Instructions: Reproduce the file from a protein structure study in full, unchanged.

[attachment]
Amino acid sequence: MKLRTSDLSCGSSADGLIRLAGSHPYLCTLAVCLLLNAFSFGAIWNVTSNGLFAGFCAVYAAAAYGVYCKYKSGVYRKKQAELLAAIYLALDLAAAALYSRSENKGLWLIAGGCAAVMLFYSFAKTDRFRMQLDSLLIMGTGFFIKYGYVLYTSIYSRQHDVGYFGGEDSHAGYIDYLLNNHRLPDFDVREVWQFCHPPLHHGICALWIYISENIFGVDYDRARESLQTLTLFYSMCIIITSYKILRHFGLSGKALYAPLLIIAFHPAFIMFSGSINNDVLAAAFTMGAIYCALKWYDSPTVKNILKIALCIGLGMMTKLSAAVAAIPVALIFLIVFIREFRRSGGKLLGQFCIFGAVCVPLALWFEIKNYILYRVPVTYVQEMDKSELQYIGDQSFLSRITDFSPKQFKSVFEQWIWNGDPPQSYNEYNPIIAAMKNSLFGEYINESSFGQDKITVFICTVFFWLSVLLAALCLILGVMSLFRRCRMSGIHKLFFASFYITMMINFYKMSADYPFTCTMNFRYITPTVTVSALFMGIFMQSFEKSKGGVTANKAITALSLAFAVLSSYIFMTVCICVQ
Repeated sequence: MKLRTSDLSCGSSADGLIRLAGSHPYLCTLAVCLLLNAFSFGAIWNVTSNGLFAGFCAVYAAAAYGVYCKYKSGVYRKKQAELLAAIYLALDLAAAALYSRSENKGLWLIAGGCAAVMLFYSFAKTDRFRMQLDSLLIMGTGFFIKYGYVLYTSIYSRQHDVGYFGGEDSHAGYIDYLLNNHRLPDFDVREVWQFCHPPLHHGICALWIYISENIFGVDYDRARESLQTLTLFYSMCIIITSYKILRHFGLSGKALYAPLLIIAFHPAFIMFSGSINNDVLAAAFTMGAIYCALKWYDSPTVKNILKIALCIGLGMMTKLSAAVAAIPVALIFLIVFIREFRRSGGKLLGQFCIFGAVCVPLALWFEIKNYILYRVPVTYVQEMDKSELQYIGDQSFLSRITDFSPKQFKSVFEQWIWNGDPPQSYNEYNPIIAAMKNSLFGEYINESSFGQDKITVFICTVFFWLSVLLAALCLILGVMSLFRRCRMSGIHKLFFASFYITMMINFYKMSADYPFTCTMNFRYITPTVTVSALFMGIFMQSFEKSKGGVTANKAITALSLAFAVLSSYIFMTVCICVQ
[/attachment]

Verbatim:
Amino acid sequence: MKLRTSDLSCGSSADGLIRLAGSHPYLCTLAVCLLLNAFSFGAIWNVTSNGLFAGFCAVYAAAAYGVYCKYKSGVYRKKQAELLAAIYLALDLAAAALYSRSENKGLWLIAGGCAAVMLFYSFAKTDRFRMQLDSLLIMGTGFFIKYGYVLYTSIYSRQHDVGYFGGEDSHAGYIDYLLNNHRLPDFDVREVWQFCHPPLHHGICALWIYISENIFGVDYDRARESLQTLTLFYSMCIIITSYKILRHFGLSGKALYAPLLIIAFHPAFIMFSGSINNDVLAAAFTMGAIYCALKWYDSPTVKNILKIALCIGLGMMTKLSAAVAAIPVALIFLIVFIREFRRSGGKLLGQFCIFGAVCVPLALWFEIKNYILYRVPVTYVQEMDKSELQYIGDQSFLSRITDFSPKQFKSVFEQWIWNGDPPQSYNEYNPIIAAMKNSLFGEYINESSFGQDKITVFICTVFFWLSVLLAALCLILGVMSLFRRCRMSGIHKLFFASFYITMMINFYKMSADYPFTCTMNFRYITPTVTVSALFMGIFMQSFEKSKGGVTANKAITALSLAFAVLSSYIFMTVCICVQ
Repeated sequence: MKLRTSDLSCGSSADGLIRLAGSHPYLCTLAVCLLLNAFSFGAIWNVTSNGLFAGFCAVYAAAAYGVYCKYKSGVYRKKQAELLAAIYLALDLAAAALYSRSENKGLWLIAGGCAAVMLFYSFAKTDRFRMQLDSLLIMGTGFFIKYGYVLYTSIYSRQHDVGYFGGEDSHAGYIDYLLNNHRLPDFDVREVWQFCHPPLHHGICALWIYISENIFGVDYDRARESLQTLTLFYSMCIIITSYKILRHFGLSGKALYAPLLIIAFHPAFIMFSGSINNDVLAAAFTMGAIYCALKWYDSPTVKNILKIALCIGLGMMTKLSAAVAAIPVALIFLIVFIREFRRSGGKLLGQFCIFGAVCVPLALWFEIKNYILYRVPVTYVQEMDKSELQYIGDQSFLSRITDFSPKQFKSVFEQWIWNGDPPQSYNEYNPIIAAMKNSLFGEYINESSFGQDKITVFICTVFFWLSVLLAALCLILGVMSLFRRCRMSGIHKLFFASFYITMMINFYKMSADYPFTCTMNFRYITPTVTVSALFMGIFMQSFEKSKGGVTANKAITALSLAFAVLSSYIFMTVCICVQ